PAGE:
Published: July 06, 2008 05:00 am
Lawmaker looking to strengthen state's gun laws
By Edward Mason
BOSTON — Rep. William Lantigua is moving to toughen the state's gun laws in an effort to keep stolen or lost guns from winding up in the wrong hands.
Under legislation he will file tomorrow, illegal handgun possession would result in longer minimum jail and prison sentences. He would also beef up fines for owning a gun with an expired handgun license or firearm identification, and give judges the option of sentencing offenders to jail time.
Lantigua, D-Lawrence, said more and more lost and stolen guns are getting into the hands of criminals in Lawrence. He hopes the tough new penalties will scare gun owners to take seriously the need to license and lock up their weapons.
"We need to do something," he said. "People need to be responsible."
His proposal comes less than a month after the June 20 drive-by killing of Jesse Mestre, 18, of Lawrence. Mestre had once been charged in the 2007 shooting death of Lawrence High School student Jose Ramos, a charge that was later dropped.
Lantigua said he has no evidence that stolen or lost guns were used in Mestre's shooting, but stressed that those weapons are a problem in the city.
Lawrence police Chief John Romero agreed. He said much of the violence in Lawrence can be traced to stolen weapons, or guns that are bought legally in New Hampshire and sold here illegally. Romero said he backs Lantigua's bill.
Essex District Attorney Jonathan Blodgett also supports the proposal.
"There's no excuse for not reporting a lost or stolen weapon," he said. "They typically end up in the hands of criminals. And for unlawful possession of a firearm, there should be a price to pay."
If passed, Lantigua's bill would make a number of changes to the state's gun laws.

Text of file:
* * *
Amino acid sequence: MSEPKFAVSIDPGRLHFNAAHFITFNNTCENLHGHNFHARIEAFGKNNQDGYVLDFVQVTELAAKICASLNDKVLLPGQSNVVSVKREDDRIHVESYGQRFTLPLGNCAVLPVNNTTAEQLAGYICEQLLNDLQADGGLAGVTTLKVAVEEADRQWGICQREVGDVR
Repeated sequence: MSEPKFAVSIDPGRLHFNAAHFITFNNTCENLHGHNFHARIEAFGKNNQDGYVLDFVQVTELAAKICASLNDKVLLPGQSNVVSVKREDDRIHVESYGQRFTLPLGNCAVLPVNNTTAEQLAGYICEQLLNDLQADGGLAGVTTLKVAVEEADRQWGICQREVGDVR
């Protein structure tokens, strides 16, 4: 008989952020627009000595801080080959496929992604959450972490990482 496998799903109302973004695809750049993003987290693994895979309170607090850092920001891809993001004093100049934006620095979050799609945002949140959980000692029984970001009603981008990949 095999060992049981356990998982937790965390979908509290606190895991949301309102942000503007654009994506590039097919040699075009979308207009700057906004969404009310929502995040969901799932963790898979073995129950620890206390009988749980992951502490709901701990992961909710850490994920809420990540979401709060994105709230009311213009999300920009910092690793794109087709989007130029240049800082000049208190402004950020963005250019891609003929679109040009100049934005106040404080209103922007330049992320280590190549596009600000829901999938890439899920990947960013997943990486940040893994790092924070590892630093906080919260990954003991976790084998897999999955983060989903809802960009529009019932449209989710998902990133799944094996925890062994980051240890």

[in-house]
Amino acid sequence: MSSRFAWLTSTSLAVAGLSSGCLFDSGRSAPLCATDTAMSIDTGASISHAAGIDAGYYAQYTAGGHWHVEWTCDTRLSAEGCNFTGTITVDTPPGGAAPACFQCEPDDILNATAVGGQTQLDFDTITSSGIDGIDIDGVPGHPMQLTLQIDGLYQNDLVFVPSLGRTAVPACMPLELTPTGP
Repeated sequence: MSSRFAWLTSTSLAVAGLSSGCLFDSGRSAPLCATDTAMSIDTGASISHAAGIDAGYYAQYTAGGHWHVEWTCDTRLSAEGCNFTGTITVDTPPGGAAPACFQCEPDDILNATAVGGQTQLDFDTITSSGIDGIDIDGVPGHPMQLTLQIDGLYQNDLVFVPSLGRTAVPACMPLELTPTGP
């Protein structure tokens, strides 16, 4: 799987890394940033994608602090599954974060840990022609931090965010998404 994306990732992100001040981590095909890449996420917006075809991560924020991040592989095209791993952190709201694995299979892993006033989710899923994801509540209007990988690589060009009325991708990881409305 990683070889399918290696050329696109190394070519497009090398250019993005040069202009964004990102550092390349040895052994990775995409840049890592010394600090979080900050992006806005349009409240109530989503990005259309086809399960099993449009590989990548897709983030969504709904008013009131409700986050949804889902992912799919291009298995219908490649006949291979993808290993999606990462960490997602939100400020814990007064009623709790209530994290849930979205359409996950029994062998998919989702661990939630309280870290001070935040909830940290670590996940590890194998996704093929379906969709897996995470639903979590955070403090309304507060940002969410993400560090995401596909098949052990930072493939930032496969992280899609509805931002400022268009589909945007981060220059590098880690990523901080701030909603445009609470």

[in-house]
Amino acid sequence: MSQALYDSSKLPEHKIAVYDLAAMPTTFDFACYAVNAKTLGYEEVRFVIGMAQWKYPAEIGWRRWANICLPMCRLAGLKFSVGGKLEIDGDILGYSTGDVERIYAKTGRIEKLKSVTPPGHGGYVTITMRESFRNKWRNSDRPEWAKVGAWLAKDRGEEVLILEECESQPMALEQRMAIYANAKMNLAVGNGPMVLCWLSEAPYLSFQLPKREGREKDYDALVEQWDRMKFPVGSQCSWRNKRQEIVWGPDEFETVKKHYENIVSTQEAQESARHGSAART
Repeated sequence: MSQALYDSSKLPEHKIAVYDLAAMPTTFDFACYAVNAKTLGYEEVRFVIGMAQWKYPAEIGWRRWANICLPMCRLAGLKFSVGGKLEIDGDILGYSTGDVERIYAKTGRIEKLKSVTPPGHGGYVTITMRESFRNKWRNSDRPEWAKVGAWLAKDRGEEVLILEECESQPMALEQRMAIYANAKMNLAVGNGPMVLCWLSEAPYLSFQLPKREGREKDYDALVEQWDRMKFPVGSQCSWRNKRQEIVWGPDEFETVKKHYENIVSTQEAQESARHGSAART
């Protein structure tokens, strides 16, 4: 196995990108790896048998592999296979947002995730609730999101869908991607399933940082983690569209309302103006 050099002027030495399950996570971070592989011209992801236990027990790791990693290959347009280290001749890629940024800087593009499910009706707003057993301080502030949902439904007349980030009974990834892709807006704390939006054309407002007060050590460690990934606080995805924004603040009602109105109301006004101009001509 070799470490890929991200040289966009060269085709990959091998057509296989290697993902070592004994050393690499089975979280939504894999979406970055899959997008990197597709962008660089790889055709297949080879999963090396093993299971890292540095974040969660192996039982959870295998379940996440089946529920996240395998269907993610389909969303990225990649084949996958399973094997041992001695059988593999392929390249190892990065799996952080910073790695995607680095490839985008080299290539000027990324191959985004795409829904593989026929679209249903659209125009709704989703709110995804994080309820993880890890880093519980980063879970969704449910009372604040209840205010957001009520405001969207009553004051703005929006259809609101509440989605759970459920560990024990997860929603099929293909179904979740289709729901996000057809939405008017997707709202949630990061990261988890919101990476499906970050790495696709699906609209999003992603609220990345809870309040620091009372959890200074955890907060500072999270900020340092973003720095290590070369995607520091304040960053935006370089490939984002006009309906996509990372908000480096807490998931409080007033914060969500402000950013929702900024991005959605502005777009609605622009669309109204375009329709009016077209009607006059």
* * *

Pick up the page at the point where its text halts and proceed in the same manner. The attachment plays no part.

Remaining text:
r It would increase jail and prison sentences for unlawful possession of a firearm. Judges can sentence offenders to jail or prison, depending on a variety of factors, such as whether the person has a prior record or if he's in a gang. The minimum prison sentence would be five years, up from 21/2 years, while the shortest jail term would be 2 years, up from 18 months.
r You could go to jail for failing to report a lost or stolen weapon to police. You would get one year's probation and a $1,000 fine for breaking the law a first time. Do it again, and you would face one year in jail and one year of probation, plus a $5,000 fine. Currently, there is no jail time or probation associated with this offense, and you could get away with as little as a $200 fine.
r Let your handgun license or firearm identification card lapse? You'd get at least six months to a year in jail. Today, possessing a shotgun or rifle with an expired ID card gets you a fine between $500 and $5,000. Lantigua would make you pay between $5,000 and $10,000.
r Finally, Lantigua would require applications to renew a firearm ID card or handgun license be accompanied with a photograph of the gun's serial number.
This is the second time in two years that Lantigua has sought a way to get handguns off Lawrence streets. In 2006, he proposed allowing guns to be dropped off anonymously with the Lawrence Police Department.
At the time, Romero opposed the move. He insisted on knowing the identity of the person turning in the gun, in case the weapon had been used in a crime, a position he said he continues to hold.
But Lantigua argued that people would not hand over guns that might have been used in a crime unless they could do it anonymously.
With his latest proposal, Lantigua is working against the clock. The Legislature wraps up its formal session on July 31. Any bills not passed by then can be killed with a single vote. But he said the looming deadline doesn't worry him.
"I've seen things move at the speed of lightning in this building," he said. "And if it doesn't happen this session, I'll refile it."